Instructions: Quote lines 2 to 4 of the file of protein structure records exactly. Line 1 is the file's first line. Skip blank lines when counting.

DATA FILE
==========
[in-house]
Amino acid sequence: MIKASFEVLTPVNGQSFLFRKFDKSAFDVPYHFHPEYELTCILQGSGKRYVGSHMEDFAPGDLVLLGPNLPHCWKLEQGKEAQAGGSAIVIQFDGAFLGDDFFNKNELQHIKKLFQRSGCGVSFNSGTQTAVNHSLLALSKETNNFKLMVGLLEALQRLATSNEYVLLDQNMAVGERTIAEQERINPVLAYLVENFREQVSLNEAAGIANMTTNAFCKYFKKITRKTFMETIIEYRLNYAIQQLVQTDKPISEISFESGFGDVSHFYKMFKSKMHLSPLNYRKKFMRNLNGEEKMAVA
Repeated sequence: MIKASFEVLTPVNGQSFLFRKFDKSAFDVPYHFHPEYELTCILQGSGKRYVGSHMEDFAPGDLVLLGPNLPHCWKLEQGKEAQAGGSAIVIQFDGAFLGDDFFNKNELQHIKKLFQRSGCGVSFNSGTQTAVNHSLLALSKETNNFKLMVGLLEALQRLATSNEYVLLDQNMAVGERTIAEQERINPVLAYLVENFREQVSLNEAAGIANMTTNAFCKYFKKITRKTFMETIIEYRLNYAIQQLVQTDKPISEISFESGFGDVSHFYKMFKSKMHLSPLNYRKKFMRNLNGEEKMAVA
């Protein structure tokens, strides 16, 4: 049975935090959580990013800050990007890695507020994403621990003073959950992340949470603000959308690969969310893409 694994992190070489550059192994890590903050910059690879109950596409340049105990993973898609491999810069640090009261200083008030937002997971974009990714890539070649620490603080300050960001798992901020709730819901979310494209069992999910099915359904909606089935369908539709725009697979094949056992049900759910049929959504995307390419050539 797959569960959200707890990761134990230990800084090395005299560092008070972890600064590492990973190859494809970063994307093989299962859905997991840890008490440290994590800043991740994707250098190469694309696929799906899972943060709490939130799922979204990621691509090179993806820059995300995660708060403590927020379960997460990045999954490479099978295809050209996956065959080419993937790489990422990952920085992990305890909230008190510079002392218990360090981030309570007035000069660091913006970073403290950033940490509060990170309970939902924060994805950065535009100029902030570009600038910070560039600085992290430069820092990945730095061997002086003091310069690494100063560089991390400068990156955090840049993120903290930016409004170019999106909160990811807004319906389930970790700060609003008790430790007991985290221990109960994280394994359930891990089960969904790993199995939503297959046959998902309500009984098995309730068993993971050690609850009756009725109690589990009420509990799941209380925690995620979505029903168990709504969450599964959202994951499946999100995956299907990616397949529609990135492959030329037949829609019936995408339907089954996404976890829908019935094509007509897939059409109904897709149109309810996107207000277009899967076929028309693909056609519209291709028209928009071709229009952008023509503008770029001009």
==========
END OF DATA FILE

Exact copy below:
Amino acid sequence: MIKASFEVLTPVNGQSFLFRKFDKSAFDVPYHFHPEYELTCILQGSGKRYVGSHMEDFAPGDLVLLGPNLPHCWKLEQGKEAQAGGSAIVIQFDGAFLGDDFFNKNELQHIKKLFQRSGCGVSFNSGTQTAVNHSLLALSKETNNFKLMVGLLEALQRLATSNEYVLLDQNMAVGERTIAEQERINPVLAYLVENFREQVSLNEAAGIANMTTNAFCKYFKKITRKTFMETIIEYRLNYAIQQLVQTDKPISEISFESGFGDVSHFYKMFKSKMHLSPLNYRKKFMRNLNGEEKMAVA
Repeated sequence: MIKASFEVLTPVNGQSFLFRKFDKSAFDVPYHFHPEYELTCILQGSGKRYVGSHMEDFAPGDLVLLGPNLPHCWKLEQGKEAQAGGSAIVIQFDGAFLGDDFFNKNELQHIKKLFQRSGCGVSFNSGTQTAVNHSLLALSKETNNFKLMVGLLEALQRLATSNEYVLLDQNMAVGERTIAEQERINPVLAYLVENFREQVSLNEAAGIANMTTNAFCKYFKKITRKTFMETIIEYRLNYAIQQLVQTDKPISEISFESGFGDVSHFYKMFKSKMHLSPLNYRKKFMRNLNGEEKMAVA
């Protein structure tokens, strides 16, 4: 049975935090959580990013800050990007890695507020994403621990003073959950992340949470603000959308690969969310893409 694994992190070489550059192994890590903050910059690879109950596409340049105990993973898609491999810069640090009261200083008030937002997971974009990714890539070649620490603080300050960001798992901020709730819901979310494209069992999910099915359904909606089935369908539709725009697979094949056992049900759910049929959504995307390419050539 797959569960959200707890990761134990230990800084090395005299560092008070972890600064590492990973190859494809970063994307093989299962859905997991840890008490440290994590800043991740994707250098190469694309696929799906899972943060709490939130799922979204990621691509090179993806820059995300995660708060403590927020379960997460990045999954490479099978295809050209996956065959080419993937790489990422990952920085992990305890909230008190510079002392218990360090981030309570007035000069660091913006970073403290950033940490509060990170309970939902924060994805950065535009100029902030570009600038910070560039600085992290430069820092990945730095061997002086003091310069690494100063560089991390400068990156955090840049993120903290930016409004170019999106909160990811807004319906389930970790700060609003008790430790007991985290221990109960994280394994359930891990089960969904790993199995939503297959046959998902309500009984098995309730068993993971050690609850009756009725109690589990009420509990799941209380925690995620979505029903168990709504969450599964959202994951499946999100995956299907990616397949529609990135492959030329037949829609019936995408339907089954996404976890829908019935094509007509897939059409109904897709149109309810996107207000277009899967076929028309693909056609519209291709028209928009071709229009952008023509503008770029001009």